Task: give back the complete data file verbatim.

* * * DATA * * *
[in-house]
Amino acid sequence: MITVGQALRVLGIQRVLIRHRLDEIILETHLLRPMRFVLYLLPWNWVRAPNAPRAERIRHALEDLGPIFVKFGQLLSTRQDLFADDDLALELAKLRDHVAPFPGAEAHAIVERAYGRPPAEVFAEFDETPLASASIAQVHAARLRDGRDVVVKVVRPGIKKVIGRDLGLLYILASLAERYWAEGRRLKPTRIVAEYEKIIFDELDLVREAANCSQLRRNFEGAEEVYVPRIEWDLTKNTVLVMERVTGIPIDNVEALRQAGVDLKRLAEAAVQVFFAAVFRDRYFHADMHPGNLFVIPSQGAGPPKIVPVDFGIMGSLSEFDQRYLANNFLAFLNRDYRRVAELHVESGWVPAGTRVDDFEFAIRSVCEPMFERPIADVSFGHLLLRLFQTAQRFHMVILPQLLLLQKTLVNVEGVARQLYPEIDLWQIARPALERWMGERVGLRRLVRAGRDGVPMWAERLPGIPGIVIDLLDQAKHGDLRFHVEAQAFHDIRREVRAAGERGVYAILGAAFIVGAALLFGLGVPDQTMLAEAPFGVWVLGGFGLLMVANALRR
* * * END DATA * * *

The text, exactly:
[in-house]
Amino acid sequence: MITVGQALRVLGIQRVLIRHRLDEIILETHLLRPMRFVLYLLPWNWVRAPNAPRAERIRHALEDLGPIFVKFGQLLSTRQDLFADDDLALELAKLRDHVAPFPGAEAHAIVERAYGRPPAEVFAEFDETPLASASIAQVHAARLRDGRDVVVKVVRPGIKKVIGRDLGLLYILASLAERYWAEGRRLKPTRIVAEYEKIIFDELDLVREAANCSQLRRNFEGAEEVYVPRIEWDLTKNTVLVMERVTGIPIDNVEALRQAGVDLKRLAEAAVQVFFAAVFRDRYFHADMHPGNLFVIPSQGAGPPKIVPVDFGIMGSLSEFDQRYLANNFLAFLNRDYRRVAELHVESGWVPAGTRVDDFEFAIRSVCEPMFERPIADVSFGHLLLRLFQTAQRFHMVILPQLLLLQKTLVNVEGVARQLYPEIDLWQIARPALERWMGERVGLRRLVRAGRDGVPMWAERLPGIPGIVIDLLDQAKHGDLRFHVEAQAFHDIRREVRAAGERGVYAILGAAFIVGAALLFGLGVPDQTMLAEAPFGVWVLGGFGLLMVANALRR